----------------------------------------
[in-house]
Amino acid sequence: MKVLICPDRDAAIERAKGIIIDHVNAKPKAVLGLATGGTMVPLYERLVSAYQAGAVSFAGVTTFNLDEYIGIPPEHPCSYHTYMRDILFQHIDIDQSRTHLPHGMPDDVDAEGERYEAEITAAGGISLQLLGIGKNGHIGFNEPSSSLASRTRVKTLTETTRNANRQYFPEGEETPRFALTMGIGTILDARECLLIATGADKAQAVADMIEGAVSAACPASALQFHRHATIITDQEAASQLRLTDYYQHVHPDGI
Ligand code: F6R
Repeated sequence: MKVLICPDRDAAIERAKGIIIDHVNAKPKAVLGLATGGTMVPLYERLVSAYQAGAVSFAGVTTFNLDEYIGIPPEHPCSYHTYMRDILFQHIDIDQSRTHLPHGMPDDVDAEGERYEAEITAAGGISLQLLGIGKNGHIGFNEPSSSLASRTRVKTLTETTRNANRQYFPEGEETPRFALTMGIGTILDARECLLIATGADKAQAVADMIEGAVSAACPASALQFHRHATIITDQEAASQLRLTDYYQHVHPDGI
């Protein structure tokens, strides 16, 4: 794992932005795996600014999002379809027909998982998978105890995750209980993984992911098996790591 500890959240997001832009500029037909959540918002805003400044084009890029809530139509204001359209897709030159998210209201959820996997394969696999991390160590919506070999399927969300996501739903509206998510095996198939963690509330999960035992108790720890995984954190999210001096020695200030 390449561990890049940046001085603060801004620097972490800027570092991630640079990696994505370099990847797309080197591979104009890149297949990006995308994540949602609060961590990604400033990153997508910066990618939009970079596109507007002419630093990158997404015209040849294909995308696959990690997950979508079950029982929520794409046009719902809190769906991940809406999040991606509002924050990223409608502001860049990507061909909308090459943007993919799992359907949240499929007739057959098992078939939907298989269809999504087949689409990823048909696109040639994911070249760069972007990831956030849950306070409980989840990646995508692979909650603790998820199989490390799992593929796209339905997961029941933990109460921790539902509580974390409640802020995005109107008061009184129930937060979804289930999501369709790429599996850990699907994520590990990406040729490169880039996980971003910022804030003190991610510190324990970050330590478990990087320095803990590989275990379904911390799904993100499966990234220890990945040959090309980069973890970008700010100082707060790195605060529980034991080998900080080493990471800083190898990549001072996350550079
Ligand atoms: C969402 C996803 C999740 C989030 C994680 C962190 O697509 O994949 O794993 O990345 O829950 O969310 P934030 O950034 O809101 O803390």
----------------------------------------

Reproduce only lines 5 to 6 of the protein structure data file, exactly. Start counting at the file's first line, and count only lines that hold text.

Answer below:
């Protein structure tokens, strides 16, 4: 794992932005795996600014999002379809027909998982998978105890995750209980993984992911098996790591 500890959240997001832009500029037909959540918002805003400044084009890029809530139509204001359209897709030159998210209201959820996997394969696999991390160590919506070999399927969300996501739903509206998510095996198939963690509330999960035992108790720890995984954190999210001096020695200030 390449561990890049940046001085603060801004620097972490800027570092991630640079990696994505370099990847797309080197591979104009890149297949990006995308994540949602609060961590990604400033990153997508910066990618939009970079596109507007002419630093990158997404015209040849294909995308696959990690997950979508079950029982929520794409046009719902809190769906991940809406999040991606509002924050990223409608502001860049990507061909909308090459943007993919799992359907949240499929007739057959098992078939939907298989269809999504087949689409990823048909696109040639994911070249760069972007990831956030849950306070409980989840990646995508692979909650603790998820199989490390799992593929796209339905997961029941933990109460921790539902509580974390409640802020995005109107008061009184129930937060979804289930999501369709790429599996850990699907994520590990990406040729490169880039996980971003910022804030003190991610510190324990970050330590478990990087320095803990590989275990379904911390799904993100499966990234220890990945040959090309980069973890970008700010100082707060790195605060529980034991080998900080080493990471800083190898990549001072996350550079
Ligand atoms: C969402 C996803 C999740 C989030 C994680 C962190 O697509 O994949 O794993 O990345 O829950 O969310 P934030 O950034 O809101 O803390």